For 20 years, when I was living in Nashville, a city in the heart of the South where gentility and expectations of feminine conformity are sacred, I prided myself on a ball-busting professional reputation, general camaraderie with men, a penchant for convertibles, motorcycles, hard drinking and coarse language. I was a man's woman, with no interest in white wine, book groups, casseroles, ballerina flats, flower prints, throw pillows, tea lights, recipe exchanges, baking, crafts or any number of other predilections common to the Southern woman.
My only truly, though not exclusively, feminine hobby was gardening. Otherwise, the good stuff included a well-turned phrase, a hard-won scoop, a stiff cocktail and a gaggle of upbeat and motivated reporters who were all too happy to swap stories and share rounds of drinks. When kids came along, life certainly changed, but work trudged on in one form or another and soaked up the lion's share of my creative energy, not to mention my time.
Then, as trailing spouses often must, I gave up my career and we moved from Nashville to Paris — and not the one in Henry County — where stay-at-home mothers are rarer than steak tartare. Here, parents don't so much raise their children as pay other people to do it. At school pickup, park afternoons and most times in between, I coexist largely alongside the nounou class — women from the Philippines, Africa, Portugal and occasionally France, who raise the children that mine go to school with.
For me, the move meant a transition to what a home economics textbook might call "work inside the home." This came with not a small amount of resentment, angst and general disorientation, especially given that this new home was in a foreign land where you're less likely to have a dryer than pigeon poop coming in through your bathroom air vent. A home where the kitchen is smaller than my last closet. Where for a while my only friend was a New Zealand stay-at-home dad who once, during a play date at our apartment, took a photograph of his daughter's stool and emailed it to his wife, then brought me the little potty and proceeded to describe the merits of her excrement and the meals that gave way to this splendid display of feculence. Every minute or two, he'd say to her, "Amiria, do you need a wee-wee? A WEE-WEE, Amiria?" (When you decide to incubate tiny human beings who are born entirely dependent, you sign up for a certain amount of potty talk among friends, but this was a bridge too far.) That was, by the way, a really long winter.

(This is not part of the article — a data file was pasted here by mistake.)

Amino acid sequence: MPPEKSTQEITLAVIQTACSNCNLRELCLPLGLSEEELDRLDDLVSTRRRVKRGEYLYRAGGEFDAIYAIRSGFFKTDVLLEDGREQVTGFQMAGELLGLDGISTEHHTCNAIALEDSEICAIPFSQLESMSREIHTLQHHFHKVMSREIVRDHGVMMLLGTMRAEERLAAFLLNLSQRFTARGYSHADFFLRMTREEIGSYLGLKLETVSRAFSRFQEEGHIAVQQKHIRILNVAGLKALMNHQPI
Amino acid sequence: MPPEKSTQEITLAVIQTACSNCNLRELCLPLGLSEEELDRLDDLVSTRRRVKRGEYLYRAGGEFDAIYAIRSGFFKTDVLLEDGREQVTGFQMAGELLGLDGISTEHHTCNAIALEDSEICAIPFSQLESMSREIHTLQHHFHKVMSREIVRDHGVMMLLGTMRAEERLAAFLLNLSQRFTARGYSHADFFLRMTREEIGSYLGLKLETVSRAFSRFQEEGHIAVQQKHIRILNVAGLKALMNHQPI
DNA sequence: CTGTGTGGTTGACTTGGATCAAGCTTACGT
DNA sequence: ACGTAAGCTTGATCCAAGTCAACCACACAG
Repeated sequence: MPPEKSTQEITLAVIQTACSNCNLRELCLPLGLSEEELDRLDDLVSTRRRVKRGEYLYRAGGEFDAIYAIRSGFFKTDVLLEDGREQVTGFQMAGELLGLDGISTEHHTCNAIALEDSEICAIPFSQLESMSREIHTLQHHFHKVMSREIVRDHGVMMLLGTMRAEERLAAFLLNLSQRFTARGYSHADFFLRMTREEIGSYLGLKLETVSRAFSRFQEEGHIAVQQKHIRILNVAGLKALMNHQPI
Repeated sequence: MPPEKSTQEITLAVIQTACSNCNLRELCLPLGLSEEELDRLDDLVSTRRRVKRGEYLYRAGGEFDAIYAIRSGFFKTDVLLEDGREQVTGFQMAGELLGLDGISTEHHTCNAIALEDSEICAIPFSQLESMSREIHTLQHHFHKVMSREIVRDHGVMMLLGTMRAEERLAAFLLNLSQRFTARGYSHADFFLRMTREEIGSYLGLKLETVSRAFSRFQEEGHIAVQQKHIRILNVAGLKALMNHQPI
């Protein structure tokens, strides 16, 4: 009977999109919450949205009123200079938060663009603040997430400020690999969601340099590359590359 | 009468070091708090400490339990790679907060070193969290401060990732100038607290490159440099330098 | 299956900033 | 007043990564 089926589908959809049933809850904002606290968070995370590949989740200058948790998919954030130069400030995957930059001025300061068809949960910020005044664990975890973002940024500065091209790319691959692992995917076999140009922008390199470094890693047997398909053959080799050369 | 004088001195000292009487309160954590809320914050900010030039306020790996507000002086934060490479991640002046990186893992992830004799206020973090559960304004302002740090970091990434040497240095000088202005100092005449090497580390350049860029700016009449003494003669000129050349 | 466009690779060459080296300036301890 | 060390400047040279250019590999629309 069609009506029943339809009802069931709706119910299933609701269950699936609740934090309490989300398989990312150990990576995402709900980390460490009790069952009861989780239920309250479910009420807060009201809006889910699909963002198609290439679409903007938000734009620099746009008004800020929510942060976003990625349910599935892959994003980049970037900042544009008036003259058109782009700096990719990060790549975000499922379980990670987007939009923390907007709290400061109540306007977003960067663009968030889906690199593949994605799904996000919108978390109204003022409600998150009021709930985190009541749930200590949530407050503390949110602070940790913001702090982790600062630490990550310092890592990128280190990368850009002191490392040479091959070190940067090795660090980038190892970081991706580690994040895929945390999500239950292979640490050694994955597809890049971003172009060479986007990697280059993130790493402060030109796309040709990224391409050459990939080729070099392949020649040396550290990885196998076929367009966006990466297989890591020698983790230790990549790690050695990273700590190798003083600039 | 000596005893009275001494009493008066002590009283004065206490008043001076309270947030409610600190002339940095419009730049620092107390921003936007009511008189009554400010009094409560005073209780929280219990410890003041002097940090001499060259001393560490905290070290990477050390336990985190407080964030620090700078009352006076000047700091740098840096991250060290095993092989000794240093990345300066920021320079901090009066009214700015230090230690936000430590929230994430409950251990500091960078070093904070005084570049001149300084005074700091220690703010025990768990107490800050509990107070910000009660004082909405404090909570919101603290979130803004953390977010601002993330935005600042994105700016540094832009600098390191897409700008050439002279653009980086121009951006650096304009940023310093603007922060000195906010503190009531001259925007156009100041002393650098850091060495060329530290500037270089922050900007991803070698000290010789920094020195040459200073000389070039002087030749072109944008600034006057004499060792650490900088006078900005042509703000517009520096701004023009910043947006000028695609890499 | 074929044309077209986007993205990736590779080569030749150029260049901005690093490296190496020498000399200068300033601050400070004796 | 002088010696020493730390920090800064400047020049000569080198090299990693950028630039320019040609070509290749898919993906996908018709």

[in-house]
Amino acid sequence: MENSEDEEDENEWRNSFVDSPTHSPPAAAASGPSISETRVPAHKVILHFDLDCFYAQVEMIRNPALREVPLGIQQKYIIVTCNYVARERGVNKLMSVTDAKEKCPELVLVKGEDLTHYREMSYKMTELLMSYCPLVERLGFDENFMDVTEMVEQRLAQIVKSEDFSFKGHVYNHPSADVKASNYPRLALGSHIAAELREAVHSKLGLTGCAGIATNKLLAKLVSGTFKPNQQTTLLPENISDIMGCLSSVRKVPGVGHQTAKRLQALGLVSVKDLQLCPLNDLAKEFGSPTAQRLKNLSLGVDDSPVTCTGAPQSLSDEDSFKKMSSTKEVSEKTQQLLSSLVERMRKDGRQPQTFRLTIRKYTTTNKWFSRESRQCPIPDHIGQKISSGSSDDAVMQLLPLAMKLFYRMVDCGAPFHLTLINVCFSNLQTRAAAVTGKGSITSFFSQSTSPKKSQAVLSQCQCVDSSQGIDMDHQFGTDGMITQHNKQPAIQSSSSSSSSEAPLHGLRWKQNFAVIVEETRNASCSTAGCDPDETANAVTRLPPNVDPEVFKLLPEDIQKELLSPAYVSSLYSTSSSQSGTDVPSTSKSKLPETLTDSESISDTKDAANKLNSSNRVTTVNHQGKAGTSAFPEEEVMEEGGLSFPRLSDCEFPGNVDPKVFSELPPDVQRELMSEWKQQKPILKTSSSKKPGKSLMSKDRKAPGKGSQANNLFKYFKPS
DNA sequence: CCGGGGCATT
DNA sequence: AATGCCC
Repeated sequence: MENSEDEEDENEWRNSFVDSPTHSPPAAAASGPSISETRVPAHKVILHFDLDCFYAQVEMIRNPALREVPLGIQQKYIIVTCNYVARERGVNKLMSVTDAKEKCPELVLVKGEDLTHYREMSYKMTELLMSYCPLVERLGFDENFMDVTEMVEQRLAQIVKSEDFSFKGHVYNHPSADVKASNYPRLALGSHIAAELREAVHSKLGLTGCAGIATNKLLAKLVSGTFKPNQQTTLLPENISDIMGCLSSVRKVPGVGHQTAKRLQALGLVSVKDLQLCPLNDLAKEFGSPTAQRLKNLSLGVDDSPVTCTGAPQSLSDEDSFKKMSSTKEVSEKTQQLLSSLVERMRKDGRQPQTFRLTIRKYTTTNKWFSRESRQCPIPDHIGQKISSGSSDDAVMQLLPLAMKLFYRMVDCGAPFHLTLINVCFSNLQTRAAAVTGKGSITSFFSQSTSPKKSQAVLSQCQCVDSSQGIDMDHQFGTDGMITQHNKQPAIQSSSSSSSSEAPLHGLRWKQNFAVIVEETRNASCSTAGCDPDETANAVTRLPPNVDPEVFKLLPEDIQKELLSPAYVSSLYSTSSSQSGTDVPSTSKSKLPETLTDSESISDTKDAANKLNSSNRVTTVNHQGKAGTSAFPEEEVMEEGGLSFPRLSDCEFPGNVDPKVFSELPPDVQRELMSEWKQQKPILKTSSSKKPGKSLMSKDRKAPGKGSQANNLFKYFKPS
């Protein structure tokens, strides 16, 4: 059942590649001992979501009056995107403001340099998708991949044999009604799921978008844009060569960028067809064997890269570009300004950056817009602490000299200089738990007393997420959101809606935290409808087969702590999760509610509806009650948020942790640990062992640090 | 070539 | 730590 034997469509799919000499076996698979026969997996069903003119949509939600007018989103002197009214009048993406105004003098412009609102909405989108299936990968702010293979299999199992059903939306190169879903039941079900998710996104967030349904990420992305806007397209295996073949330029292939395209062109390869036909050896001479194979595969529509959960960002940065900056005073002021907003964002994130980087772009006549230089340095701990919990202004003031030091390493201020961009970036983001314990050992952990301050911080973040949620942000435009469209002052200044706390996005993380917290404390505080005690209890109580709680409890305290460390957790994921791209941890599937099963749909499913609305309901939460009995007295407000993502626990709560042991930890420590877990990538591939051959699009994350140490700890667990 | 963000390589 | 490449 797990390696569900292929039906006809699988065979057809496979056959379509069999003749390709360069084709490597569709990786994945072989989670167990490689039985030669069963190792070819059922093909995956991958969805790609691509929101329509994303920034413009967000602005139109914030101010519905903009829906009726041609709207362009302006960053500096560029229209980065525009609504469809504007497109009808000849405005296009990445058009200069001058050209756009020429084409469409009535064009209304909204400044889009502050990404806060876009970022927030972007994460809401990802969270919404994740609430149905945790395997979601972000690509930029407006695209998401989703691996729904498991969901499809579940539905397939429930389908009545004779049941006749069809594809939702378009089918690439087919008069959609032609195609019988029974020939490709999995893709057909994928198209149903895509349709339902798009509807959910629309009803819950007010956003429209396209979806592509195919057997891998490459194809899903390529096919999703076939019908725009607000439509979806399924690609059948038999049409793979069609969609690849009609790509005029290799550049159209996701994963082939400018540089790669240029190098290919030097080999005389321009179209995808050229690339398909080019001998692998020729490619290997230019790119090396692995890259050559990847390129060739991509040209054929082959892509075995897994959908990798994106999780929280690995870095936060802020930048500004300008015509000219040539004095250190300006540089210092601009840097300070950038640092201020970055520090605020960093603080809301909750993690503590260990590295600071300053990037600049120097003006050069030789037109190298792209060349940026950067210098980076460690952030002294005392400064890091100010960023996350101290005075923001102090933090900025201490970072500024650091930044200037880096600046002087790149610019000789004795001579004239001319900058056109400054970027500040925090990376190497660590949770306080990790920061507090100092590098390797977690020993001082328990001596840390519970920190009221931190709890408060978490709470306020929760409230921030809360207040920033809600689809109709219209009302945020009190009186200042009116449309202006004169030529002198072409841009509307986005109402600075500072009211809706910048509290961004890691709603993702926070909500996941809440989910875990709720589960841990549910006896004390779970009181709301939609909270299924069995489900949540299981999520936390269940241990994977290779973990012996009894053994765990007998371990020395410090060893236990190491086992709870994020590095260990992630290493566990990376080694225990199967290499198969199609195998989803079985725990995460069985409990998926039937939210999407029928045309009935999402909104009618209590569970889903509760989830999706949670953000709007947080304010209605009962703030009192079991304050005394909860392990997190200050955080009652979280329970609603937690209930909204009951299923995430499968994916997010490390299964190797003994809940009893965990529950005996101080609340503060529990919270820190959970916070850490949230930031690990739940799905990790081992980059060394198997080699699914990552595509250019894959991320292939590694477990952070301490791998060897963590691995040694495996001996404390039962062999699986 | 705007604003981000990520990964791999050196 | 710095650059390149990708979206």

So these days, while I write part time, the real work is, well, "homemaking." The process of accepting this circumstance has been occasionally unattractive. Once, in my deepest despair, I went to dinner with a friend, had a few glasses of wine and shared frustrations about the isolation of raising young children in perhaps the most aggressive city in the world.
As we left the restaurant, she leaned on a timeworn panacea for forlornness. Pulling me toward a dark little side street near the Seine, she sat down and rolled us a joint. My last — and only other — experience smoking marijuana was freshman year in college, when it made me about as high as would a cup of chamomile tea. Seeing no real downside to giving it a try again after all the intervening years, I sat down and we toked awhile. The response was immediate. I promptly, and prolifically, hurled. No, neither despair nor marijuana was the answer.
Eventually, I became at least sometimes grateful for the gift of time to raise my children without the constant interference of professional obligations, even if it is in a city where I am occasionally accosted by strangers in the grocery store for buying milk chocolate instead of dark, which is mieux, bien sur. (Whatever.)
And while I was being thankful, I was also witnessing a lot of slapdash parenting going on all around me. The convergence of the two somehow awakened certain unexpected — but surprisingly fulfilling — impulses to overachieve. For example, on birthdays, some families send their kids to school with a plate of bakery cookies or cake. Because nothing says, "Joyeaux anniversaire, Je t'aime!" like sending the nanny to pick up a patisserie-baked gateau.
Whereas I — someone who recently learned the difference between baking soda and baking powder — now prefer to wake up at 4 in the morning to bake a Star Wars cake, complete with icing light sabers, perhaps a TIE fighter and meticulously crafted lettering. I used to call out self-serving politicians and take down scumbags — at least a few, anyway. Now I want to out-bake Marcel's mom ... not that it's much of a challenge, the skinny bitch.
For my son's sixth birthday party, he wanted a Darth Vader piñata. Had I ordered on time, I could have gotten one online from the U.K. for a cool 96 pounds, or $145. In my former life, I would have whipped out the American Express faster than the pink-dress girl joined the Steeplechase catfight. And though there wouldn't have been anything wrong with that, except of course the price, this newfound domesticity had me following online directions for how to make one yourself. (As it turns out, all it takes to make papier-mâché glue is some corn flour and hot water.) This exercise doubled as my first-ever bona fide craft project, and the boys looked upon me as some sort of superhero.
No one is more surprised than I am at this personal evolution from Lois Lane to Martha Stewart. But, truly, it's a good thing.
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